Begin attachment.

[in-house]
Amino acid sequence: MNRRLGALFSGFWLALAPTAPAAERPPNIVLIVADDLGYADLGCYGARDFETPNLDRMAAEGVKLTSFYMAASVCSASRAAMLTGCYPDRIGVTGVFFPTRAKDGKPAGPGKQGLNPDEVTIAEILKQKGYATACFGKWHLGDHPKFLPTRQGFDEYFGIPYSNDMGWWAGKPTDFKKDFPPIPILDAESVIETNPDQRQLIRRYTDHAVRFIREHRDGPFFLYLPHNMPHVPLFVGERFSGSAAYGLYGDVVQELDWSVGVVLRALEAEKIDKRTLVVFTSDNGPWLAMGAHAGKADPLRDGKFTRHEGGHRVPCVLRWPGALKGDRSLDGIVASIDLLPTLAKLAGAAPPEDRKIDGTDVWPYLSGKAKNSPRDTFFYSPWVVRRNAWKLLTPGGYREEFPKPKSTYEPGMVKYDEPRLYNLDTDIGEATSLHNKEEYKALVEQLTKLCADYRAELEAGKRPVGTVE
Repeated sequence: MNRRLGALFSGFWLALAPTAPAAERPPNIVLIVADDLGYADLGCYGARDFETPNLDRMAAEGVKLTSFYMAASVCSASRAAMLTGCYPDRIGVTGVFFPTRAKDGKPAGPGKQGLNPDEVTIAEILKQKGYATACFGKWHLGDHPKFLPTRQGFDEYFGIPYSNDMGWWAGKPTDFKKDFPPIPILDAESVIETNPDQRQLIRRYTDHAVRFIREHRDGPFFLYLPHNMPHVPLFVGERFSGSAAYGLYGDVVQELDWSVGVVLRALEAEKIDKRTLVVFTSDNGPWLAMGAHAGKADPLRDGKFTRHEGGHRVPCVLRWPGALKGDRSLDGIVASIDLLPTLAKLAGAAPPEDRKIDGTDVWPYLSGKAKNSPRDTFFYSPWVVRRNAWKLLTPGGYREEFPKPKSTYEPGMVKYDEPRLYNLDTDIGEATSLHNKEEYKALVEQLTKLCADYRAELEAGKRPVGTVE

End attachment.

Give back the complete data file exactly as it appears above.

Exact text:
[in-house]
Amino acid sequence: MNRRLGALFSGFWLALAPTAPAAERPPNIVLIVADDLGYADLGCYGARDFETPNLDRMAAEGVKLTSFYMAASVCSASRAAMLTGCYPDRIGVTGVFFPTRAKDGKPAGPGKQGLNPDEVTIAEILKQKGYATACFGKWHLGDHPKFLPTRQGFDEYFGIPYSNDMGWWAGKPTDFKKDFPPIPILDAESVIETNPDQRQLIRRYTDHAVRFIREHRDGPFFLYLPHNMPHVPLFVGERFSGSAAYGLYGDVVQELDWSVGVVLRALEAEKIDKRTLVVFTSDNGPWLAMGAHAGKADPLRDGKFTRHEGGHRVPCVLRWPGALKGDRSLDGIVASIDLLPTLAKLAGAAPPEDRKIDGTDVWPYLSGKAKNSPRDTFFYSPWVVRRNAWKLLTPGGYREEFPKPKSTYEPGMVKYDEPRLYNLDTDIGEATSLHNKEEYKALVEQLTKLCADYRAELEAGKRPVGTVE
Repeated sequence: MNRRLGALFSGFWLALAPTAPAAERPPNIVLIVADDLGYADLGCYGARDFETPNLDRMAAEGVKLTSFYMAASVCSASRAAMLTGCYPDRIGVTGVFFPTRAKDGKPAGPGKQGLNPDEVTIAEILKQKGYATACFGKWHLGDHPKFLPTRQGFDEYFGIPYSNDMGWWAGKPTDFKKDFPPIPILDAESVIETNPDQRQLIRRYTDHAVRFIREHRDGPFFLYLPHNMPHVPLFVGERFSGSAAYGLYGDVVQELDWSVGVVLRALEAEKIDKRTLVVFTSDNGPWLAMGAHAGKADPLRDGKFTRHEGGHRVPCVLRWPGALKGDRSLDGIVASIDLLPTLAKLAGAAPPEDRKIDGTDVWPYLSGKAKNSPRDTFFYSPWVVRRNAWKLLTPGGYREEFPKPKSTYEPGMVKYDEPRLYNLDTDIGEATSLHNKEEYKALVEQLTKLCADYRAELEAGKRPVGTVE